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Investment During The Korean Financial Crisis: A Structural Econometric Approach

  • Simon Gilchrist

    ()

    (Boston University and NBER)

  • Jae W. Sim

    ()

    (Boston University)

Without capital market imperfections, the capital structure of a firm, including the size, the maturity and the currency composition of debts, should not matter for investment decisions. The Asian financial crises provide a good opportunity to test this hypothesis. We approach the problem in two ways: First, we apply a conventional reduced-form analysis to a panel data of Korean manufacturing firms, arguing that the devaluation that occurred during the crisis provides a natural experiment in which to assess the effect of balance sheet shocks to investment. Second, we use indirect inference to estimate a structural dynamic programming problem of a firm with foreign debts and financial constraints. Both reduced-form evidence and structural parameter estimates imply an important role for finance in investment at the firm level. Counterfactual simulations imply that balance sheet effects may account for 50% to 80% of the drop in investment during the crisis period. Although our estimates suggest that foreign denominated debt had relatively little effect on aggregate investment spending for the Korean economy during this crisis episode, counterfactual experiments imply sizeable contractions in investment through this mechanism for economies that are more heavily dependent on foreign-denominated debt.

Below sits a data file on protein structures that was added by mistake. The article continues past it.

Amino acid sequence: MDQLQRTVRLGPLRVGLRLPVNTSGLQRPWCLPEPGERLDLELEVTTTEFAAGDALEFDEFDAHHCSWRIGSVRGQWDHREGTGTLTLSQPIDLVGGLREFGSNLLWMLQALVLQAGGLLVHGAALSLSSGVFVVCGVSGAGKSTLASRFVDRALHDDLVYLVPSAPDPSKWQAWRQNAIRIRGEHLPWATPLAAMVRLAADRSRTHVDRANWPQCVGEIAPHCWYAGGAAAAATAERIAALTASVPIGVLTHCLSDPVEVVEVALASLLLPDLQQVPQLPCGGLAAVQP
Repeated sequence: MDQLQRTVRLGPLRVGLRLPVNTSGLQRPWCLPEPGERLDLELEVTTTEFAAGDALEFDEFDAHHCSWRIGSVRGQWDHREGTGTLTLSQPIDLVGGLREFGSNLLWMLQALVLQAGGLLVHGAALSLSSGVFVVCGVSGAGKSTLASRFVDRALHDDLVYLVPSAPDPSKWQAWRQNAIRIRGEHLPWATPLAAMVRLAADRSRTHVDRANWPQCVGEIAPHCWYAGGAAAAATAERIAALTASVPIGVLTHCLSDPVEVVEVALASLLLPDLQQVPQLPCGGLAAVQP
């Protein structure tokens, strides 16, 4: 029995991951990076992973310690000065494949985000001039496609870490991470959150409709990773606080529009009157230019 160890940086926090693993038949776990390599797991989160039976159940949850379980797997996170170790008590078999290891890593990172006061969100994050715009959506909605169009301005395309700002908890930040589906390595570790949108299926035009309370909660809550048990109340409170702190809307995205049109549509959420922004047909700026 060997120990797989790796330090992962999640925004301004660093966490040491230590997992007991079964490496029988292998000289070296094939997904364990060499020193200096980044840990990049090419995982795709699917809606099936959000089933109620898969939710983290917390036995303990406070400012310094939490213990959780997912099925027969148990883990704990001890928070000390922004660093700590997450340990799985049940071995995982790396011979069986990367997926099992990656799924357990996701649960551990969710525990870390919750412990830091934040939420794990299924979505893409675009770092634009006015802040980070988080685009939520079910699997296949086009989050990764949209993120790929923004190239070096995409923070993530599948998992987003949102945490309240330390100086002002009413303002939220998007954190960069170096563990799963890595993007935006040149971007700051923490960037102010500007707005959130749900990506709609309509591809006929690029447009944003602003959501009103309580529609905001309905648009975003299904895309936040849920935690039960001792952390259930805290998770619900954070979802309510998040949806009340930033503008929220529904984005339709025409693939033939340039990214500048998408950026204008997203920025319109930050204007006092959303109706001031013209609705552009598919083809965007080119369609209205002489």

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Paper provided by Boston University - Department of Economics in its series Boston University - Department of Economics - Working Papers Series with number WP2007-001.

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Length: 56 pages
Date of creation: Jan 2007
Date of revision:
Handle: RePEc:bos:wpaper:wp2007-001
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